Today on The Sunday Edition, on CBC Radio 1, host Michael Enright interviewed Andrew Hacker, about his controversial views on mathematics education. Basically, he thinks that demanding that all high school students master Algebra is “an onerous stumbling block for all kinds of students”. Listening to the interview this morning made me angry. I don’t get riled up easily, but my blood was boiling this morning.
Here is the link to the radio interview. (It starts around the 6:30 mark and is about 24 minutes long.) Here is the article Andrew Hacker wrote for the New York Times.
I intend to write a detailed response to the claims of Andrew Hacker later this week, but first let me share some reckless assertions that pissed me off. (These are paraphrases.)
“Should we be learning mathematics for learning’s sake? Don’t get me wrong, I’m a liberal-arts professor; I teach multi-disciplinary courses. However, I think that we should be focusing on learning about mathematics: the history of mathematics, the philosophy of mathematics. Not the dry stuff.”
“Hacker: 1.7 million Americans enter American universities every year, all required to have some high school mathematics. How many do you think choose to major in mathematics?
Micheal Enright: I don’t even want to guess.
Hacker: 15 Thousand. This tells me that even though teachers have had the chance to show the students the ‘beauty of mathematics’ they just aren’t getting it. [Goes on to imply that it’s because this is too hard to do.] Why are we training all of these students in high school when so few are going into STEM [science, technology engineering and mechanics] careers?”
“Do people need to learn about Fermat’s Theorem [sic] or Rye-man’s Hypothesis [sic]?”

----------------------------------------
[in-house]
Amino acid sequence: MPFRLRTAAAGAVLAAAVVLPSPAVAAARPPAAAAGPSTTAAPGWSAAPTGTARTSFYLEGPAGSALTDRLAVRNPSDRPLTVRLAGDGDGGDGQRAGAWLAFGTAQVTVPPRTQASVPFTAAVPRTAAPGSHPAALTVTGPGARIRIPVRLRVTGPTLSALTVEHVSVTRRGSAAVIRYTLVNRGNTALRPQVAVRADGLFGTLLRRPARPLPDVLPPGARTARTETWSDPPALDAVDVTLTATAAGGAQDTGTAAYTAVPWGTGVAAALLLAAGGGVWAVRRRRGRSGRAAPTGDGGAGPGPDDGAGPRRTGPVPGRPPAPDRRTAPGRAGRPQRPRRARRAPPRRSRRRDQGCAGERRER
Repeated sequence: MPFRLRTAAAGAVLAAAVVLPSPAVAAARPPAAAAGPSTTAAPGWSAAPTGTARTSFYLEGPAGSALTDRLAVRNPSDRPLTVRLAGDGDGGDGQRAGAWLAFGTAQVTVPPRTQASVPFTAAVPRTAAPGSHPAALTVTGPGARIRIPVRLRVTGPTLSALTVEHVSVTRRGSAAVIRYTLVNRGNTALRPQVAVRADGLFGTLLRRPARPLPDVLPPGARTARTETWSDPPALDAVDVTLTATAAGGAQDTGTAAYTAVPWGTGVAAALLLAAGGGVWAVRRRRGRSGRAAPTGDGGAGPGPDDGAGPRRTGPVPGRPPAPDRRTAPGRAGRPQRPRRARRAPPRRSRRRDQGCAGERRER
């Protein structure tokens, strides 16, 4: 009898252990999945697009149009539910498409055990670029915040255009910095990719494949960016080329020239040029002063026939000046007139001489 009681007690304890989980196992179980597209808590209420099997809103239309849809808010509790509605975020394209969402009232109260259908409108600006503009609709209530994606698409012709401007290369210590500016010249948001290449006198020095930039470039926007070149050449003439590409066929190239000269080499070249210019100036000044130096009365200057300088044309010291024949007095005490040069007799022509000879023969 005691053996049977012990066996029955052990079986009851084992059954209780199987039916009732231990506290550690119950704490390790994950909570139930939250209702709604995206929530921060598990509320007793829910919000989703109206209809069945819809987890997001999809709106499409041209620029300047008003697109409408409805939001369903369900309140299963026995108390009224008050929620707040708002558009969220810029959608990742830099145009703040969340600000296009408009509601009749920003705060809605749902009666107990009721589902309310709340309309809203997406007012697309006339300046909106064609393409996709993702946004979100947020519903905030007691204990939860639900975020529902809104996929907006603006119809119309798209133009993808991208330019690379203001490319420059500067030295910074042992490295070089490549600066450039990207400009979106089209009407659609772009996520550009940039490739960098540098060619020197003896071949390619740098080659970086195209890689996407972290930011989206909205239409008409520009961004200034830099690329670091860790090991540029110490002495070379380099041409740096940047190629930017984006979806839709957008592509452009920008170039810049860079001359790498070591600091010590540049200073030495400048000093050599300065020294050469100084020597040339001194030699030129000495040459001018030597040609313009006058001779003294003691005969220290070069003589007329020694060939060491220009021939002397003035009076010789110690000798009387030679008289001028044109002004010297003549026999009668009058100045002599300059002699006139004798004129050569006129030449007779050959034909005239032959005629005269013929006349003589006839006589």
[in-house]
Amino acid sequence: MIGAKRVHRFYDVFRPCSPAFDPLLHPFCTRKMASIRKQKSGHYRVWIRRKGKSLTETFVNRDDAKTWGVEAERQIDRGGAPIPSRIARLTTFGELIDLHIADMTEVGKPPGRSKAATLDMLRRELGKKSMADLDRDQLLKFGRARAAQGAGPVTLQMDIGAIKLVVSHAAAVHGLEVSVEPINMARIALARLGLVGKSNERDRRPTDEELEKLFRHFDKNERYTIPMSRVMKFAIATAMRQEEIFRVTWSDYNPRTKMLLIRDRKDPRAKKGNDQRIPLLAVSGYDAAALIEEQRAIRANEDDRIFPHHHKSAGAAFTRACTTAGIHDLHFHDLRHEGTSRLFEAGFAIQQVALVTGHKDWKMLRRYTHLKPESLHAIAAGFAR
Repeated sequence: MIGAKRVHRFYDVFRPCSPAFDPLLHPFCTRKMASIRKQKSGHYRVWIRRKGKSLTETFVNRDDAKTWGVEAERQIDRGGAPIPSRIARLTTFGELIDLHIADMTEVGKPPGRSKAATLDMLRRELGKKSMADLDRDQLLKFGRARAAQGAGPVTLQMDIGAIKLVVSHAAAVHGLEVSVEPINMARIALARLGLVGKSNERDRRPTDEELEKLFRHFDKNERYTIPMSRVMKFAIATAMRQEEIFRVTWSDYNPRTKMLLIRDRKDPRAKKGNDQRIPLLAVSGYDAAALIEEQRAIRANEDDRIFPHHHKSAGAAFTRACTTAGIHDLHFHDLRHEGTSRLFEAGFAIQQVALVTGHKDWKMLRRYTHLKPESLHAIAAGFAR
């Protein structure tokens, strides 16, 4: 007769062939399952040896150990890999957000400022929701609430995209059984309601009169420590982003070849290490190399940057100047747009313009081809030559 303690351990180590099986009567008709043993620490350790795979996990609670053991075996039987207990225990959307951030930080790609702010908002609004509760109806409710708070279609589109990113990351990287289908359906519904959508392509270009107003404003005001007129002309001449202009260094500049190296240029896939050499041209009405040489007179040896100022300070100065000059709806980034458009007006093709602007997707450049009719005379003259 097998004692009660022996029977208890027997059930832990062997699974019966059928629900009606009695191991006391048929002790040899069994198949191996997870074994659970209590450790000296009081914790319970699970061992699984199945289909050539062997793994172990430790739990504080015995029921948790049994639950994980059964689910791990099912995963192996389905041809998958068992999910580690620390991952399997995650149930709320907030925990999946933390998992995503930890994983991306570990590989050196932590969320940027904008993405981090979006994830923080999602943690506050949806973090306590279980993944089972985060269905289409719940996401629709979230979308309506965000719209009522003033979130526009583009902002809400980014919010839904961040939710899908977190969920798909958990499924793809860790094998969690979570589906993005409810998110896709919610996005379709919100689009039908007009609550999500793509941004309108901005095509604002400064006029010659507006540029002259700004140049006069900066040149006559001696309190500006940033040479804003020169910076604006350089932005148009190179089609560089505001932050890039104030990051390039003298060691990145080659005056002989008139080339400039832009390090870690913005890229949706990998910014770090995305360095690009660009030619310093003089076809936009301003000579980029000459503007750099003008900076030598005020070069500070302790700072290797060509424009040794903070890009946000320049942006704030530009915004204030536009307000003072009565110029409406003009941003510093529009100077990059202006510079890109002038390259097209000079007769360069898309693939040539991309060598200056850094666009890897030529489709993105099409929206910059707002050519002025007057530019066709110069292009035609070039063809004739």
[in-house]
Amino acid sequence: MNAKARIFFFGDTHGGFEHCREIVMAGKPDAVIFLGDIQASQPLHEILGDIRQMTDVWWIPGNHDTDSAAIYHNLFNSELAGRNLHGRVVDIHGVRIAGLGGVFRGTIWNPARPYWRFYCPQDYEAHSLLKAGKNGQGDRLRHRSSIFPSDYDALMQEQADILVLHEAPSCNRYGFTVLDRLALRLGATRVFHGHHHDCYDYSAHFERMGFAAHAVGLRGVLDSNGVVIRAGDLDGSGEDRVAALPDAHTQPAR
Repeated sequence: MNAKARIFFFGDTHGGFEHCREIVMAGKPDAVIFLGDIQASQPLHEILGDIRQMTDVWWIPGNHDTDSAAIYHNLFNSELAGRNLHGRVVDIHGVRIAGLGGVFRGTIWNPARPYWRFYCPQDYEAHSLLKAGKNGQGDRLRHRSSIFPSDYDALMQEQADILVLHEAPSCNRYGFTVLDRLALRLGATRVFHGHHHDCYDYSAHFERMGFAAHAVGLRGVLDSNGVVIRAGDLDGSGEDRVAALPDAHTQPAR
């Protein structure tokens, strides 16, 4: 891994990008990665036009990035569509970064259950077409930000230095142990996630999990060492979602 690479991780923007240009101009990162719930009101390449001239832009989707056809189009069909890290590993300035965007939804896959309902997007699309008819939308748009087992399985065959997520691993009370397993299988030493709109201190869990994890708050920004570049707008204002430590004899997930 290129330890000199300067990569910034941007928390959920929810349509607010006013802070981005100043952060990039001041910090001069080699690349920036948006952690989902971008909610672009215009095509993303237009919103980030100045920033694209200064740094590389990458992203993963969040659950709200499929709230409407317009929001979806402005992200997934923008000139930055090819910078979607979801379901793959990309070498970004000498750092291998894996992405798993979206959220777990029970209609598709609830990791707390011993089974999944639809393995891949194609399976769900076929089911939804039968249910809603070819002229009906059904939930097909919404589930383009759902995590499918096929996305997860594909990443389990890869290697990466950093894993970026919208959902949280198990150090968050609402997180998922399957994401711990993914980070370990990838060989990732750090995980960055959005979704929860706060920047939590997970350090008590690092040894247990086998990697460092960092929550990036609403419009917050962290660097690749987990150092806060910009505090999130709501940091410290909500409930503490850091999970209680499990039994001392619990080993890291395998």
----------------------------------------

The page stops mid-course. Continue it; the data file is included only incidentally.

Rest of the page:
I agree that something is broken with the way we learn, teach and perceive mathematics, especially in middle years and high school. This is a conversation we must have. However, it is troubling when the social scientists try to use their irrelevant authority to persuade the masses, leveraging the common man’s bias against mathematics.
I’m mad. I don’t like when people piss on what I love, and I especially dislike when they do it while tricking the public. As people we need emotions: love, anger, joy, contempt; but as a people we need thought, analysis, reason and mathematics to universally prevail.
Again, I plan on writing a cool-headed, but strong reply, and this is just me venting. Until then, let me leave you with this, taken from JFK’s famous speech:
“But why, some say, the moon? Why choose this as our goal? And they may well ask why climb the highest mountain? Why, 35 years ago, fly the Atlantic? Why does Rice play Texas? We choose to go to the moon. We choose to go to the moon in this decade and do the other things, not because they are easy, but because they are hard, because that goal will serve to organize and measure the best of our energies and skills, because that challenge is one that we are willing to accept, one we are unwilling to postpone, and one which we intend to win, and the others, too.”